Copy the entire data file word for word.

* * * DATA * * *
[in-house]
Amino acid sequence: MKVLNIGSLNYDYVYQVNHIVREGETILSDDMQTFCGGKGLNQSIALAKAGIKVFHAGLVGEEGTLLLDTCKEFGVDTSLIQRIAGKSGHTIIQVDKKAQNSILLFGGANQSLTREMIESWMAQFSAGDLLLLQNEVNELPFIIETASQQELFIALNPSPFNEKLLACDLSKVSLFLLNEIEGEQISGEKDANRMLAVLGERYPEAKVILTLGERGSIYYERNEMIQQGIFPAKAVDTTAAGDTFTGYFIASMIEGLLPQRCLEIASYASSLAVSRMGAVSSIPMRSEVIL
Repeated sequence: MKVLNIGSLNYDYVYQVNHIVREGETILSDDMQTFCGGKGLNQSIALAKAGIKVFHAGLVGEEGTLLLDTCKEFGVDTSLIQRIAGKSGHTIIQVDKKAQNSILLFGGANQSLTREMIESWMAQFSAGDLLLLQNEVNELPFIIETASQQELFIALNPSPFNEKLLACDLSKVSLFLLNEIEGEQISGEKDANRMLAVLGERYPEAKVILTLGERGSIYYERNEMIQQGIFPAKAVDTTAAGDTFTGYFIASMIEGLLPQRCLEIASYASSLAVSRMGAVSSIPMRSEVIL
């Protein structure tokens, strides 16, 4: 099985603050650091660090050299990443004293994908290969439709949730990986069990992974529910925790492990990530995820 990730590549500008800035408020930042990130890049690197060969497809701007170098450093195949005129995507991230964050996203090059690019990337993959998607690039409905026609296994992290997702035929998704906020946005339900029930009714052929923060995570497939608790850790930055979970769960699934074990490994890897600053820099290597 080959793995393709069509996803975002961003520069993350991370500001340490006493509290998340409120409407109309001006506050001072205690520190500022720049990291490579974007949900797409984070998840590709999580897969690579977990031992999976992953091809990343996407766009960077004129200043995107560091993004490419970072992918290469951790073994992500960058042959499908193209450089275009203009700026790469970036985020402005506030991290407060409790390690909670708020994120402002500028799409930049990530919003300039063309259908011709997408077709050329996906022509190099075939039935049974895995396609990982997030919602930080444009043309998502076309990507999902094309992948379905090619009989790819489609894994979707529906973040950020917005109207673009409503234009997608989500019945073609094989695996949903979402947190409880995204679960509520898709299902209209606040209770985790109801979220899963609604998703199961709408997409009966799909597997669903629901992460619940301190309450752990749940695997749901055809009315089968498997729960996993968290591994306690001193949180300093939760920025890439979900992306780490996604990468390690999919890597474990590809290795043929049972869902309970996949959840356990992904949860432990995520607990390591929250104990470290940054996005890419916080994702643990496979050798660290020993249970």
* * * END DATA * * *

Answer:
[in-house]
Amino acid sequence: MKVLNIGSLNYDYVYQVNHIVREGETILSDDMQTFCGGKGLNQSIALAKAGIKVFHAGLVGEEGTLLLDTCKEFGVDTSLIQRIAGKSGHTIIQVDKKAQNSILLFGGANQSLTREMIESWMAQFSAGDLLLLQNEVNELPFIIETASQQELFIALNPSPFNEKLLACDLSKVSLFLLNEIEGEQISGEKDANRMLAVLGERYPEAKVILTLGERGSIYYERNEMIQQGIFPAKAVDTTAAGDTFTGYFIASMIEGLLPQRCLEIASYASSLAVSRMGAVSSIPMRSEVIL
Repeated sequence: MKVLNIGSLNYDYVYQVNHIVREGETILSDDMQTFCGGKGLNQSIALAKAGIKVFHAGLVGEEGTLLLDTCKEFGVDTSLIQRIAGKSGHTIIQVDKKAQNSILLFGGANQSLTREMIESWMAQFSAGDLLLLQNEVNELPFIIETASQQELFIALNPSPFNEKLLACDLSKVSLFLLNEIEGEQISGEKDANRMLAVLGERYPEAKVILTLGERGSIYYERNEMIQQGIFPAKAVDTTAAGDTFTGYFIASMIEGLLPQRCLEIASYASSLAVSRMGAVSSIPMRSEVIL
């Protein structure tokens, strides 16, 4: 099985603050650091660090050299990443004293994908290969439709949730990986069990992974529910925790492990990530995820 990730590549500008800035408020930042990130890049690197060969497809701007170098450093195949005129995507991230964050996203090059690019990337993959998607690039409905026609296994992290997702035929998704906020946005339900029930009714052929923060995570497939608790850790930055979970769960699934074990490994890897600053820099290597 080959793995393709069509996803975002961003520069993350991370500001340490006493509290998340409120409407109309001006506050001072205690520190500022720049990291490579974007949900797409984070998840590709999580897969690579977990031992999976992953091809990343996407766009960077004129200043995107560091993004490419970072992918290469951790073994992500960058042959499908193209450089275009203009700026790469970036985020402005506030991290407060409790390690909670708020994120402002500028799409930049990530919003300039063309259908011709997408077709050329996906022509190099075939039935049974895995396609990982997030919602930080444009043309998502076309990507999902094309992948379905090619009989790819489609894994979707529906973040950020917005109207673009409503234009997608989500019945073609094989695996949903979402947190409880995204679960509520898709299902209209606040209770985790109801979220899963609604998703199961709408997409009966799909597997669903629901992460619940301190309450752990749940695997749901055809009315089968498997729960996993968290591994306690001193949180300093939760920025890439979900992306780490996604990468390690999919890597474990590809290795043929049972869902309970996949959840356990992904949860432990995520607990390591929250104990470290940054996005890419916080994702643990496979050798660290020993249970």